March 03, 2014

“It ain’t a fit night out for man or beast!”

I’ve posted this before but is seems worthy of reposting, since the quote involved is something many people might have been thinking on a lot of nights during the current harsh and snowy winter…

As a kid growing up in Ohio in the 1950s, I remember that on rainy or snowy nights my late father and his old Army buddies used to say to each other “It ain’t a fit night out for man or beast!”

Every time they said it, they’d laugh.

I’d laugh along, too. But I didn’t really know where they got the line or why it was funny to them until years later, when I saw the movie that popularized the line — The Fatal Glass of Beer, starring the great comic actor W.C. Fields.

This famous two-reel “short subject” was first released to movie theaters nationwide on March 3, 1933.

It was produced by Mack Sennett, the Canadian-born Hollywood mogul who produced many classic silent and early “talkie” comedies from 1911 until the mid-1930s, including the Keystone Cops films, and films by legendary comedians like Fields, Charlie Chaplin and Fatty Arbuckle.

If you’ve seen The Fatal Glass of Beer then you know that the line “It ain’t a fit night out for man or beast” is used repeatedly in it for comic effect. (If you haven’t seen the film, you can watch it on YouTube and other sites.)

The film is set in the Yukon during winter. W.C. Fields plays a local prospector named Mr. Snavely, who lives in a remote, rustic cabin with his wife.

Six different times in the movie, Fields opens the cabin door, looks outside and intones: “It ain't a fit night out for man or beast.”

Every time he does, a fake gust of wind blows a fake cloud of snow into his face.

The audience can see that it’s obviously a bucketful of “snow” being thrown at Fields from off screen. It’s clearly hokey, as intended.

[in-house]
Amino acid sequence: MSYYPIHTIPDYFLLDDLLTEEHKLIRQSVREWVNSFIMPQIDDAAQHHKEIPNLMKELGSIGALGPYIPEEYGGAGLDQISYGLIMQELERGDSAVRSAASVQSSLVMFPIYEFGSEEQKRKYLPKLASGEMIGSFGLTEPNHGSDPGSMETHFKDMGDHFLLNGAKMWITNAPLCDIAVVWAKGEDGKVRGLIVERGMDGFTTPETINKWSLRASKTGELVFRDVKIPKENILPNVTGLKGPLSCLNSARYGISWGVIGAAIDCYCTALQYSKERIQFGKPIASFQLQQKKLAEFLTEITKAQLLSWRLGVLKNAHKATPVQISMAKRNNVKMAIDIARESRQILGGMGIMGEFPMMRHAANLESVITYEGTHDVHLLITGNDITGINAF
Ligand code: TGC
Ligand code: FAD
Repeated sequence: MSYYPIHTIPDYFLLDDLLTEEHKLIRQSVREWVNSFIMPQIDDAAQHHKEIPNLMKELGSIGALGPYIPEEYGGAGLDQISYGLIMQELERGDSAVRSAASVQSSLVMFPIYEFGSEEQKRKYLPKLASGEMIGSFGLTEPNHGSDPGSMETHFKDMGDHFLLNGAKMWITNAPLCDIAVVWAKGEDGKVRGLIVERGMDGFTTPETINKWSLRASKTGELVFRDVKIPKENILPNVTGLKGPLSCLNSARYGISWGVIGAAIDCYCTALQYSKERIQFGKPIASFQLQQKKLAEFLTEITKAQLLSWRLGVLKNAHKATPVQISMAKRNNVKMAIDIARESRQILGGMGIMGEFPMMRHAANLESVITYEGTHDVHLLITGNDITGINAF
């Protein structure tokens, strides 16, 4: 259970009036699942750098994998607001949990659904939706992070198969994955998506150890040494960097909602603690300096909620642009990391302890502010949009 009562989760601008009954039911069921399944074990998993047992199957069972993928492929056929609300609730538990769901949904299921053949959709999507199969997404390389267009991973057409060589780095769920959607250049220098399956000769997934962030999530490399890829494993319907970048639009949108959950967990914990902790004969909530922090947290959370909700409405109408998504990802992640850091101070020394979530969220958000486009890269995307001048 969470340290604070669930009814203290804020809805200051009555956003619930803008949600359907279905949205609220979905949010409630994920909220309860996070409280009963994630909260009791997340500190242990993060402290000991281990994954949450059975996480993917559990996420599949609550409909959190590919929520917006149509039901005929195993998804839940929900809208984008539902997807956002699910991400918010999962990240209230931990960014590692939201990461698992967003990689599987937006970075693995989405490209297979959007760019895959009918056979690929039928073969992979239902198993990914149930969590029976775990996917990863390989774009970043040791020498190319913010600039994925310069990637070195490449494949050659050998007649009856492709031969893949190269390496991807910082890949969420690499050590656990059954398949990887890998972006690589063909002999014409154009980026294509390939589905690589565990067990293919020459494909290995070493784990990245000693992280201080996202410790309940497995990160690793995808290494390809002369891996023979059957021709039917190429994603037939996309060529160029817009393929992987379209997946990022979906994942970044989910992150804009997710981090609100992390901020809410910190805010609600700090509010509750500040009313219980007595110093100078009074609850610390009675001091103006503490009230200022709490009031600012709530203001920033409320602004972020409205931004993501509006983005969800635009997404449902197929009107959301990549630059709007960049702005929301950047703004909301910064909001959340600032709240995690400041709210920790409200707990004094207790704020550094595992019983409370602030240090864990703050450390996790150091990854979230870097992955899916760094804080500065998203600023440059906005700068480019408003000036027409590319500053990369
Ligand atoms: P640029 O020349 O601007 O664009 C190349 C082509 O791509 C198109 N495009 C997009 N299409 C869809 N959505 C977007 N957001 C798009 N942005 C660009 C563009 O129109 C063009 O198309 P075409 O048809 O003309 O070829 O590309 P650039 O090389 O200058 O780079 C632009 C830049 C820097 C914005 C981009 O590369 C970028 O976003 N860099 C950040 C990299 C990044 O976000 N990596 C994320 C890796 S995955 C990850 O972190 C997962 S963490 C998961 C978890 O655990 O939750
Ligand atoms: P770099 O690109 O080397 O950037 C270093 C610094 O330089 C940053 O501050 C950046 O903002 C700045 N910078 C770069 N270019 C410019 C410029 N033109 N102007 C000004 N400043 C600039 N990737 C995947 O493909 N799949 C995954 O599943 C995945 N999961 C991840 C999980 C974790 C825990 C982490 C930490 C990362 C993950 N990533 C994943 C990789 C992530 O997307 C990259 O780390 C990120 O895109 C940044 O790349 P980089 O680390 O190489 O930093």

The Fatal Glass of Beer was a send-up of earlier, badly-produced films and vaudeville shows.

It also mocks the moralistic tone of some early movies and older anti-drinking temperance shows.

The title of the film comes from a fake temperance song Fields sings during the first few minutes, at the request of his friend, a local Canadian Mountie (played by Richard Cramer). Fields pulls out what the Mountie calls a “dulcimer” (actually a zither) and strums it, while wearing big furry mittens and singing off-key.

The song, credited to vaudeville comedian Charlie Case, tells the tale of a young country boy who goes to the big city and visits a bar, where a group of rowdy city boys talk him into drinking “the fatal glass of beer.”

That single drink immediately causes the poor boy to have delirium tremens, go wild and crazy and break a Salvation Army worker’s tambourine.

The moral of the song, as given in the lyrics: “Don’t go ‘round breaking people’s tambourines.”

Yes, the song and movie are as kooky as that sounds. It’s almost as surreal as a Monty Python skit.

The Fatal Glass of Beer wasn’t a big hit when it came out. But it eventually became a cult classic, giving my father and millions of other people a funny line to say when the weather is nasty.

By the way, Fields says “man or beast,” not “man nor beast.” The latter is a common misquote.

As I recall, my father said it correctly. I think he was as much of a W.C. Fields fan as I eventually turned out to be.

This one’s for you, Dad.

RELATED POST: “Any man who hates dogs and babies can’t be all bad.”

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W.C. Fields – further reading, listening and viewing…

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